The primary challenge that the PA leadership faces today is to salvage the Palestinian economy and extricate its population from acute poverty. Its achievements in this realm have been far from impressive, to say the least. Nonetheless, there are some hopeful signs. Salam Fayyad, Abu Mazen’s prime minister, is an economist of international renown who has so far demonstrated commendable integrity and courage in standing up to the tide of corruption and extremism in Palestinian society.46 At the Paris Donor Conference, Fayyad managed to persuade the donating countries to pledge billions of dollars to the Palestinians after he presented them with a plan to reconstruct the PA’s economy.47 On paper, it is indeed a very promising plan. The Palestinians have pledged to use the funds efficiently and responsibly and to adopt advanced standards of management and transparency. They announced their intention to gradually reduce the PA’s menacing deficit, to reform the public sector, and to increase collection of taxes and customs revenues. No less important, Fayyad stressed the need to empower the private sector in an effort to develop a Western-style market economy.48
This is undoubtedly encouraging, but past reforms initiated by Fayyad when he served as the PA’s minister of the treasury between the years 2002 and 2005 were only partially successful. Israel has a vested interest in the success of Fayyad’s plan, especially if it will lead to the recovery of the downtrodden Palestinian middle class. History has shown that the middle class is an engine not only of economic growth, but also of a strong civil society. Israel can thus offer assistance by removing obstacles that impede small and midsize struggling businesses, as well as by recruiting foreign and local entrepreneurs interested in investing in the Palestinian economy. A welcome initiative of this sort was the establishment of a Jewish-Arab venture capital fund in May 2008, devoted to supporting the Palestinian high-tech industry. This fund is the first of its kind in the Arab world, and it will hopefully spur the creation of others. If successful, it will offer new hope to thousands of young Palestinians with technological education who would otherwise be unable to find adequate employment to match their qualifications.49 Another, more significant example is the British investment fund “Portland Trust,” headed by Sir Ronald Cohen, which promotes economic development in PA-controlled territories by supporting local businesses and investing in low-cost, quality housing and infrastructure projects.50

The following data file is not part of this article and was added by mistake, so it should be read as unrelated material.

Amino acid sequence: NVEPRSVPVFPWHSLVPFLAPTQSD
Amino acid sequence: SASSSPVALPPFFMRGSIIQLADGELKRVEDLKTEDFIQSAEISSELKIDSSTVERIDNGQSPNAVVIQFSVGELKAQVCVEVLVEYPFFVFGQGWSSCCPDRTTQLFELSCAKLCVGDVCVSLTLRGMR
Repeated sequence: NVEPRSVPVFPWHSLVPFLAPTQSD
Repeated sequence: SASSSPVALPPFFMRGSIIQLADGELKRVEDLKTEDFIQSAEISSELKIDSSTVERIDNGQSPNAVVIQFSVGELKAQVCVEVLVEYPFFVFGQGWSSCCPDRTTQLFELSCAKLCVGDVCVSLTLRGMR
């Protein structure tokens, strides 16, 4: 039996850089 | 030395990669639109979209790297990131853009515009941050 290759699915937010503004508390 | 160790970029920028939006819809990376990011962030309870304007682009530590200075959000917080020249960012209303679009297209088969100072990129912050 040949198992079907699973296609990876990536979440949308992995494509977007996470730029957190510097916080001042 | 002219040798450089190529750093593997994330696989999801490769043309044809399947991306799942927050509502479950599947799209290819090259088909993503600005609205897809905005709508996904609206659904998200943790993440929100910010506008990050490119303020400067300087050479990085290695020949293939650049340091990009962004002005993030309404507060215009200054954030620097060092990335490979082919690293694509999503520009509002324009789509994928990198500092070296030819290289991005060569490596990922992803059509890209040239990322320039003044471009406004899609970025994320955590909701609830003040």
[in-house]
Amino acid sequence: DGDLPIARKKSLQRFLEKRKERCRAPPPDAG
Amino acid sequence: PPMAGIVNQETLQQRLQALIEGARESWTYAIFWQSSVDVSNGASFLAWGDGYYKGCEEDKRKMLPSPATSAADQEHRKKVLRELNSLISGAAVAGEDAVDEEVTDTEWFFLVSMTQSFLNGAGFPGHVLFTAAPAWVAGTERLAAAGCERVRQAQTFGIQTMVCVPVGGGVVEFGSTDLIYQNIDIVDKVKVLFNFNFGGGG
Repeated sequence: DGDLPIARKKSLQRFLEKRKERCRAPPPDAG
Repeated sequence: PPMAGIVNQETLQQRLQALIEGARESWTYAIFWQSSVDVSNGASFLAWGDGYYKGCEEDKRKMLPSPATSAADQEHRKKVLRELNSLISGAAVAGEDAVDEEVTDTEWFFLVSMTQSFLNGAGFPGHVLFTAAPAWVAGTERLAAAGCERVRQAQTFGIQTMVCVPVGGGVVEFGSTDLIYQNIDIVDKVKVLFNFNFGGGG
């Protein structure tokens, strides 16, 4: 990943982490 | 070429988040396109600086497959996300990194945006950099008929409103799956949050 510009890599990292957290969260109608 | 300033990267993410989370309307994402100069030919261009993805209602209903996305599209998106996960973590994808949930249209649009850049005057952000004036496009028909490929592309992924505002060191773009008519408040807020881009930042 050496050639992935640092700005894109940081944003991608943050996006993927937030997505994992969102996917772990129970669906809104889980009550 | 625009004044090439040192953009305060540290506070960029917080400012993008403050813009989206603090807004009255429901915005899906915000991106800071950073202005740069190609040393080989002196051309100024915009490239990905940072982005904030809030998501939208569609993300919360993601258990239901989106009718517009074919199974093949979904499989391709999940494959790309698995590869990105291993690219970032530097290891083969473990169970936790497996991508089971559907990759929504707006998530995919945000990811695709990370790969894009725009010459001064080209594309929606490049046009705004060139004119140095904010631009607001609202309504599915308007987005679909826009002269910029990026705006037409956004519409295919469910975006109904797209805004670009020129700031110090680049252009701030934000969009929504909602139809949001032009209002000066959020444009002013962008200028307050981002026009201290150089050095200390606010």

Business cooperation can contribute to improving relations between the two peoples, but Israel’s primary influence on the Palestinian economy is its control of roadblocks and checkpoints. Loosening restrictions on the movement of the Palestinian population will have an immediate positive effect on living conditions in the West Bank. Now Israel is obviously unable to remove all roadblocks or refrain entirely from imposing closures. Were it to do so, it would bring upon itself a new wave of suicide terrorism. However, Israel can probably do away with some of the obstacles faced by Palestinian workmen and merchants by improving and expanding key checkpoints that serve a large number of workers and shipments of goods.51 In addition, it can relax (or at least standardize) the criteria for supervising this traffic. These steps demand great caution, and Israel will need to watch the Palestinian reaction carefully and adjust its policies accordingly. Bearing in mind that terrorist organizations will be quick to exploit any opportunity to attack the Jewish state, Israel should clarify to the Palestinians that its willingness to ease their movement is contingent, to a large degree, on their active contribution to neutralizing the threat posed to Israeli security.
For this to happen, the Palestinians must increase their efforts to reorganize the various PA security forces, a process which they began some time ago. As early as 2005, Abu Mazen announced the unification of Arafat’s myriad security apparatuses into three forces: National, Interior, and Intelligence.52 This necessary reform faced numerous obstacles, especially the reluctance of certain armed groups to cooperate with the proposed reform. Nevertheless, due to the assistance and support of the United States, which assigned the task to General Keith Dayton, as well as the European Union, Canada, and Jordan, which jointly undertook to recruit and train Palestinian security forces, the PA has managed to achieve several operational successes over the past months.53 Hundreds of Palestinian police officers, re-stationed in Jenin and Nablus, have arrested Hamas operatives, clamped down on institutions identified with radical Islamic organizations, exposed explosives workshops, and returned a modicum of security to the streets.54 Although these activities have not gone without occasional mishaps, and it is too early to evaluate their long-term effects, they nevertheless attest to the PA’s renewed determination to enforce law and order in the areas under its control.